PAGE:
Highlights from the 2018 Annual Meeting
Meeting Quick Stats:
- Attendees at the Advanced Methods Workshop: 82
- Attendees at the Regular Meeting: 277
Day 1: Advanced Methods Workshop
The advanced methods workshop provided an informative and stimulating start to our annual meeting. Andres Cardenas (Harvard T.H. Chan School of Public Health) discussed methodological considerations for high-dimensional, epigenetics research in perinatal epidemiology, and Sonia Hernandez-Diaz (Harvard T.H. Chan School of Public Health) addressed the evaluation of epidemiologic evidence without p-values. Slides from both presentations are available for SPER members (click [here]). Many thanks to our presenters!
Next year, we hope you will join us for an interactive advanced methods workshop on “Questions and Approaches for Causal Inference in Perinatal Epidemiology” led by Jonathan Snowden (OHSU).
Day 1: Panel Discussion: Advanced Causal Inference Methods – Taking Stock
The 31st Annual Meeting opened with a panel discussion on causal inference methods. A focal point of the discussion included the theoretical and pragmatic implications of these frameworks to research in pediatric and perinatal epidemiology. The session was moderated by Quaker Harmon (NIEHS), and included panelists Robert Platt (McGill), Jonathan Snowden (OHSU), and Penelope Howards (Emory).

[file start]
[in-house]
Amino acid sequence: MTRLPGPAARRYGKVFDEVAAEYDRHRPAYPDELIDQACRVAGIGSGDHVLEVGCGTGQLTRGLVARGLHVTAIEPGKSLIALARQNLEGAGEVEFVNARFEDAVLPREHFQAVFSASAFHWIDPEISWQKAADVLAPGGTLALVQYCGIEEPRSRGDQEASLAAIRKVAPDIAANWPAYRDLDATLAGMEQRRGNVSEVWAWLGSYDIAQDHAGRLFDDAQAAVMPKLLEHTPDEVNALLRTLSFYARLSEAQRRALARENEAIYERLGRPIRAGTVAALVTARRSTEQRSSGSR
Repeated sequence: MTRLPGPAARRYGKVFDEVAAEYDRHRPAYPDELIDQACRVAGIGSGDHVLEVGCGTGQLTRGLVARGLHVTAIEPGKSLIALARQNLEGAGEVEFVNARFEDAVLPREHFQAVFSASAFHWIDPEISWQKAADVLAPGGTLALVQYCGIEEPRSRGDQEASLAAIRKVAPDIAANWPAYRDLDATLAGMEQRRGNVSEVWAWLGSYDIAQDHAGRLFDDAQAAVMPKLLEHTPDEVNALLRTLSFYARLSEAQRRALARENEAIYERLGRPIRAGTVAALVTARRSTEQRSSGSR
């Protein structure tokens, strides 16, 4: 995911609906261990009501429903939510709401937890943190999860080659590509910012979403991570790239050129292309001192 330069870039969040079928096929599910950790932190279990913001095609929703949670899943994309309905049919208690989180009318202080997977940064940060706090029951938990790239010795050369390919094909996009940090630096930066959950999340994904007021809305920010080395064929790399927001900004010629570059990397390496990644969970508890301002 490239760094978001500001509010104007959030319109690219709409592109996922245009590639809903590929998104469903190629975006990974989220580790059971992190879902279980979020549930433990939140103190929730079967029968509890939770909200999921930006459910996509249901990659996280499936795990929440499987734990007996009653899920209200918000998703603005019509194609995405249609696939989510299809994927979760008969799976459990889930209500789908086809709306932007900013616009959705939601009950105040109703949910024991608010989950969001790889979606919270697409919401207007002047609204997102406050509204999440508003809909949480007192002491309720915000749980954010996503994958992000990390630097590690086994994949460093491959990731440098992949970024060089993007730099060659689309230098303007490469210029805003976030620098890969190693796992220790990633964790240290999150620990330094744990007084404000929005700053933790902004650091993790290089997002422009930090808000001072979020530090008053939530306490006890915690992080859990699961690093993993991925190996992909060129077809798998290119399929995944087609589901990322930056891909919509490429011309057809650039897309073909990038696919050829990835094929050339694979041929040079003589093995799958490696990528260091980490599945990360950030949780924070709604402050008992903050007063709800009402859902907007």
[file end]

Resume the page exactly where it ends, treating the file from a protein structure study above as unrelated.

Many thanks to our moderator and panelists for a great opening session!
Day 2: Roundtable Discussions
Three engaging roundtables provided a great start to the second day of the annual meeting. Claudia Holzman (MSU) discussed the navigation of career paths in epidemiology, Allen Wilcox (NIEHS) moderated a discussion regarding the “most interesting” unanswered questions in perinatal epidemiology, and Megan Romano (Dartmouth) and Carmen Messerlian (Harvard T.H. Chan School of Public Health) discussed windows of vulnerability from preconception to childhood.
Day 2: Plenary Sessions
The plenary sessions featured a broad range of topics with relevance to parents, children, and families. Themes included fertility and fecundity (e.g., anovulation, ovarian reserve), obstetric and neonatal health (e.g., preterm birth, neonatal inflammation), child health and development, and methods (e.g., propensity matching, cohort retention). Thanks to our presenters for an engaging series of talks!
There were 203 posters presented across two poster sessions, spanning diverse topics in perinatal and pediatric epidemiology. Prior to each of these sessions, five “speed posters” were highlighted in the plenary to further illustrate the breadth of topics represented at the meeting.
Day 2: Keynote Address by Dr. Merete Eggesbø
Merete Eggesbø (Norwegian Institute of Public Health) gave a keynote address entitled “Gut microbiota: Early life determinants and potential health consequences.” Her review of this burgeoning area of research spanned diverse literatures (e.g., epigenetics, epidemiology) and outlined several gaps in knowledge key to moving the field forward.
Thanks to Dr. Eggesbø for her engaging address!